Washington Wizards point guard Rod Strickland said he was wrong for not properly notifying the team when he missed practice Wednesday--an unexcused absence for which he was fined--but he did not apologize for missing practice that day or on Friday.

"I had some personal issues I had to deal with, and I definitely should have handled things better in regards to the team," Strickland said today after a light workout before the Wizards' preseason game with the Cleveland Cavaliers at Baltimore Arena. "It's something I had to work out. It's a part of life. I had to deal with some things, and the team had to deal with things the way they had to deal with them.

"I can't say anything about how they decided to handle things. They have every right to do whatever they want. So far, they've been supportive and I appreciate that. They could have blasted me and I really couldn't have said anything.

"Things have been real positive, and I didn't want anything bad to come up. I just had to handle some things."

Strickland would not say why he missed practice or where he was, although he was believed to be in his home town of New York. Strickland was excused from practice Tuesday to attend a funeral there. On Wednesday, he failed to tell the Wizards he would not be at practice until the workout was over. He contacted the team trainer.

Strickland was fined an undisclosed amount and was withheld from playing in Thursday's exhibition game in Cleveland against the Cavaliers.

Strickland spoke with Coach Gar Heard by phone Friday to let him know he would not make practice that day. Heard said the absence was excused, and Strickland was not disciplined.

General Manager Wes Unseld and Heard spoke with Strickland again Friday night and this morning, and they said his explanations for missing practice were acceptable. Strickland dressed for tonight's exhibition game but Chris Whitney started at point guard. Strickland came off the bench with 6 minutes 47 seconds remaining in the third quarter and scored five points in 14 minutes. He looked rusty initially but eventually got into the flow of the game.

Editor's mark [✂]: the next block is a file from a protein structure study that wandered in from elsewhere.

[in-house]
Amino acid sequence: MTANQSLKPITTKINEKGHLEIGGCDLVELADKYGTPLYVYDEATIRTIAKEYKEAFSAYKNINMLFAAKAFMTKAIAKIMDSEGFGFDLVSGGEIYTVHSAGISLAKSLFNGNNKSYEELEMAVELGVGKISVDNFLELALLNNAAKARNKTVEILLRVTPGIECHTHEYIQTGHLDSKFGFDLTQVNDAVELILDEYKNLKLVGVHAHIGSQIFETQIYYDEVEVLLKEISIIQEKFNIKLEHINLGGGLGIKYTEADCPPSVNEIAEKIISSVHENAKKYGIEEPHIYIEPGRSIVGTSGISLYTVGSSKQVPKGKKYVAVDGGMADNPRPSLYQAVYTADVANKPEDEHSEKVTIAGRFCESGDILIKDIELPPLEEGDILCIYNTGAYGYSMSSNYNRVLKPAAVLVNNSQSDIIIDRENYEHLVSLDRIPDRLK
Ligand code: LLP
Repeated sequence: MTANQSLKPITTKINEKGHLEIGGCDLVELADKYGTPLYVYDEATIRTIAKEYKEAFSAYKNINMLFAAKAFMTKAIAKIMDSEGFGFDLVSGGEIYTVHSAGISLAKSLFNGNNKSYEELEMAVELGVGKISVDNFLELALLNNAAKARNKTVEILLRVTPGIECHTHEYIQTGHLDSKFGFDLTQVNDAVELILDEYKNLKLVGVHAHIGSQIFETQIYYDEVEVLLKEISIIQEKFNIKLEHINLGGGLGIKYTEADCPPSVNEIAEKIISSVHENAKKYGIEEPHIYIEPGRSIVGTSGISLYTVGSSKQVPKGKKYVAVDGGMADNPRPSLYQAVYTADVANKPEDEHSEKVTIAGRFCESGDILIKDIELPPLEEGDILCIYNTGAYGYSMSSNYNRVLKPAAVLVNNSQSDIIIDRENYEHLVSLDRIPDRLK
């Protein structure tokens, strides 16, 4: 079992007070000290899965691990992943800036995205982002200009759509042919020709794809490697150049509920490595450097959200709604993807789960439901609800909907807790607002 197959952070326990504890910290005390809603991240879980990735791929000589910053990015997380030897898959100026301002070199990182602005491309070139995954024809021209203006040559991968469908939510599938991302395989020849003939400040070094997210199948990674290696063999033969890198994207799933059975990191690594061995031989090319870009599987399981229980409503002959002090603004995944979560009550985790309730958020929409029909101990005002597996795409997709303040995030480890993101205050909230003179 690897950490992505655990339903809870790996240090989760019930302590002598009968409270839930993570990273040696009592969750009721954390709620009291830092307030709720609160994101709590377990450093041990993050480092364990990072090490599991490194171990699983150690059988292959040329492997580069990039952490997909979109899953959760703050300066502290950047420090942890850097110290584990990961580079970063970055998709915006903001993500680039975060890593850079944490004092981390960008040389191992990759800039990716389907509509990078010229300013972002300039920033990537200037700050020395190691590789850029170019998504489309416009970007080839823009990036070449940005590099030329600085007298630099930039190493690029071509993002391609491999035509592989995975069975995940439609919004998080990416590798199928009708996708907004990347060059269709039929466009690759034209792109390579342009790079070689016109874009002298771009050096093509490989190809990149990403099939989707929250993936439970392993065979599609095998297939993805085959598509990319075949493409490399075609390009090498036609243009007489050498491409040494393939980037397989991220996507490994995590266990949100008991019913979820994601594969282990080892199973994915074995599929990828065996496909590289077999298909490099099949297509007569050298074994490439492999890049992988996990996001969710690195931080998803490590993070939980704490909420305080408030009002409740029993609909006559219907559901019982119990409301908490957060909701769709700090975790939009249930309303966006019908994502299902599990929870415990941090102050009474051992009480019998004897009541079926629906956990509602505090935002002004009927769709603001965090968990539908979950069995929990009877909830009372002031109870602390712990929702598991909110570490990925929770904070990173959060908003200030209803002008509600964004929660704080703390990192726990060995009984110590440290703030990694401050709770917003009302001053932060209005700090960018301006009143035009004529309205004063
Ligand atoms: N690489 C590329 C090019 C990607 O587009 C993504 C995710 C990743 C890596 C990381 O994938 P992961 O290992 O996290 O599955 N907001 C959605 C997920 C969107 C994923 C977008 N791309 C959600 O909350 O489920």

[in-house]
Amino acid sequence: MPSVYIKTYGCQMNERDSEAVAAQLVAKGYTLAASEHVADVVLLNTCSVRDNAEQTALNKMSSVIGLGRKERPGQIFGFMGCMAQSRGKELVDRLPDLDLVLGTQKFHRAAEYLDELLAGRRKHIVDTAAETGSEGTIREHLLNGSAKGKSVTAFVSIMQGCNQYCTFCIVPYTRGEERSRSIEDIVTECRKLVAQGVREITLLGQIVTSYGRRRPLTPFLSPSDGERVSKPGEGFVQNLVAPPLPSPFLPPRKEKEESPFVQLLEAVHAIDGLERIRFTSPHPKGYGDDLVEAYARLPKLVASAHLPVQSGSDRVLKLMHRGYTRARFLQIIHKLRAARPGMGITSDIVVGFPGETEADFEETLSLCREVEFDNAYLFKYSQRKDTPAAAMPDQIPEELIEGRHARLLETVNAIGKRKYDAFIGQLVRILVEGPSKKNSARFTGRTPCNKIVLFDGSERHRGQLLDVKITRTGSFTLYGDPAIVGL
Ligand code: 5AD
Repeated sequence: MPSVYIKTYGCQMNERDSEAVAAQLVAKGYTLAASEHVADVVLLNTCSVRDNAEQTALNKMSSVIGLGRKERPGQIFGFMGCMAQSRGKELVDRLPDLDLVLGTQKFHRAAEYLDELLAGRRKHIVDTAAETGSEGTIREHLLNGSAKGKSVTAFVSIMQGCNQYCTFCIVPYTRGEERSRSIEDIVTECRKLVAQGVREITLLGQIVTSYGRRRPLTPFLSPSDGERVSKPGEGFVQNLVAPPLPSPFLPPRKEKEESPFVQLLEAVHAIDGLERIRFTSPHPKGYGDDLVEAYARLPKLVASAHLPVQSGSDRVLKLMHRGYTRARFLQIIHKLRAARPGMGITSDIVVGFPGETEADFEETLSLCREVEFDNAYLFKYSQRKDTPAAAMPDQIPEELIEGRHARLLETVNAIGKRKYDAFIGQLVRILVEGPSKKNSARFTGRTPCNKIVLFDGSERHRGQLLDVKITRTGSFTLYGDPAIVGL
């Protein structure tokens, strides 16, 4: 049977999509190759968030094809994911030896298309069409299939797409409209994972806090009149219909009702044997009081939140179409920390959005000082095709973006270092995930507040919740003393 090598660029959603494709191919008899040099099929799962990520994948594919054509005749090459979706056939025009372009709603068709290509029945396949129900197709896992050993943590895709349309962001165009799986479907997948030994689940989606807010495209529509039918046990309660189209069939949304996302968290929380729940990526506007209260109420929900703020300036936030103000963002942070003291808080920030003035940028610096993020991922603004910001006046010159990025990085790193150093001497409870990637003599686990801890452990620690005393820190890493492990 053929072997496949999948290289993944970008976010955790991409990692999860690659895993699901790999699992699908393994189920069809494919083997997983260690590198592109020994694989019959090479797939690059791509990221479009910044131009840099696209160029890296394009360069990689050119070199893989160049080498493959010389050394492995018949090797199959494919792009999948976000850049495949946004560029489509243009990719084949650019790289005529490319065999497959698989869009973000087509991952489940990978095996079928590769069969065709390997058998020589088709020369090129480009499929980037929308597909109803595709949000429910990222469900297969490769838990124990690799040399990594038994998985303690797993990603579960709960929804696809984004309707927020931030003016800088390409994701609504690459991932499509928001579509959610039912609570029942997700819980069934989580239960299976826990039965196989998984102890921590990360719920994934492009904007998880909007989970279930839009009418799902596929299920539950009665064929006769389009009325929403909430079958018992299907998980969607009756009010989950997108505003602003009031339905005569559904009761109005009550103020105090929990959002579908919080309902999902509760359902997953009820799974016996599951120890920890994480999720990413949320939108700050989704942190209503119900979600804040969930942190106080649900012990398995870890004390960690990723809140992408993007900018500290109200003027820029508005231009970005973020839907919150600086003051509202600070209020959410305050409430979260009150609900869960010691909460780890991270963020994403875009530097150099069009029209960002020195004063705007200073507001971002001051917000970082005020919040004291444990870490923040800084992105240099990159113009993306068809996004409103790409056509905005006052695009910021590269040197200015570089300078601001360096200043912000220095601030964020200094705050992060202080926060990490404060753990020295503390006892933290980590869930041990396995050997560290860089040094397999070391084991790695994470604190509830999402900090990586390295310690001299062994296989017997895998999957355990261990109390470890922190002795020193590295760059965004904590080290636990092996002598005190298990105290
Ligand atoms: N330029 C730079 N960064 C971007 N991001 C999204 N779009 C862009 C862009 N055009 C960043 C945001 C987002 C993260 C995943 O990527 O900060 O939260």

Unseld said any punishment of Strickland would be administered by Heard. Since no fines or suspensions are forthcoming, Heard could decrease Strickland's playing time. Heard has said he considers taking away a player's minutes the best form of punishment if the player did not abide by team rules.

However, it is unlikely that Strickland will find himself on the bench for a prolonged period because the Wizards open the season against Atlanta at home Nov. 2. The Wizards have three preseason games remaining and they need to start fine-tuning their injury-plagued rotation.

"I'll decide what I'm going to do later," Heard said about Strickland's playing time. Strickland's teammates said they were glad that he was back with the team, and some acknowledged his absence was a mild distraction.

"It really wasn't an issue about his effect on the team--it was an issue about Rod personally," Whitney said. "We're glad to have him back and we're glad that he's here. He's our leader on the floor."

Added forward Tracy Murray: "It was real quiet and solemn when he wasn't here. He keeps everybody live. It's good to have him back."

With Strickland having rejoined the team, three-fifths of the starters are fit to play. Shooting guard Mitch Richmond (strained right hamstring) is expected back Sunday.

But the news on center Ike Austin isn't as positive. Austin aggravated his strained left hip flexor in practice Friday while running and said he does not think he will be able to play before the team's final exhibition game Thursday against the Boston Celtics in Springfield, Mass.

In fact, Austin said coming back against the Celtics might be optimistic. He said he should be ready by the season opener against Atlanta, however.